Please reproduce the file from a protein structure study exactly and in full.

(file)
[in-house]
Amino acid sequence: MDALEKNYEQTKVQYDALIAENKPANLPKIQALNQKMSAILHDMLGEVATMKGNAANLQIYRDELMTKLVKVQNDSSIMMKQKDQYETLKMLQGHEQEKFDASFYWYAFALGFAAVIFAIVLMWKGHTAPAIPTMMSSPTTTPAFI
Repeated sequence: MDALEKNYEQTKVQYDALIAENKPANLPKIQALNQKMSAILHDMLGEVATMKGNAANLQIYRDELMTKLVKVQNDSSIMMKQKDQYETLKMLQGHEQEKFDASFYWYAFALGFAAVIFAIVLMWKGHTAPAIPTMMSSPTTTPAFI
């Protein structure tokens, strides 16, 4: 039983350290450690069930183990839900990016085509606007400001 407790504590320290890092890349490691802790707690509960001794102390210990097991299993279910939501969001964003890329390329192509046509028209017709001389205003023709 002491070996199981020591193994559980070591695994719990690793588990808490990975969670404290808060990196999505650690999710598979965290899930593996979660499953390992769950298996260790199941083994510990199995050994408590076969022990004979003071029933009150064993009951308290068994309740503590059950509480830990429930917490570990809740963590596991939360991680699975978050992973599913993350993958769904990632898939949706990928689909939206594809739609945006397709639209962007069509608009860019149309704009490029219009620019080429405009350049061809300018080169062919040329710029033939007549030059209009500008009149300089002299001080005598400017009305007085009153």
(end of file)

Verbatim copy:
[in-house]
Amino acid sequence: MDALEKNYEQTKVQYDALIAENKPANLPKIQALNQKMSAILHDMLGEVATMKGNAANLQIYRDELMTKLVKVQNDSSIMMKQKDQYETLKMLQGHEQEKFDASFYWYAFALGFAAVIFAIVLMWKGHTAPAIPTMMSSPTTTPAFI
Repeated sequence: MDALEKNYEQTKVQYDALIAENKPANLPKIQALNQKMSAILHDMLGEVATMKGNAANLQIYRDELMTKLVKVQNDSSIMMKQKDQYETLKMLQGHEQEKFDASFYWYAFALGFAAVIFAIVLMWKGHTAPAIPTMMSSPTTTPAFI
């Protein structure tokens, strides 16, 4: 039983350290450690069930183990839900990016085509606007400001 407790504590320290890092890349490691802790707690509960001794102390210990097991299993279910939501969001964003890329390329192509046509028209017709001389205003023709 002491070996199981020591193994559980070591695994719990690793588990808490990975969670404290808060990196999505650690999710598979965290899930593996979660499953390992769950298996260790199941083994510990199995050994408590076969022990004979003071029933009150064993009951308290068994309740503590059950509480830990429930917490570990809740963590596991939360991680699975978050992973599913993350993958769904990632898939949706990928689909939206594809739609945006397709639209962007069509608009860019149309704009490029219009620019080429405009350049061809300018080169062919040329710029033939007549030059209009500008009149300089002299001080005598400017009305007085009153």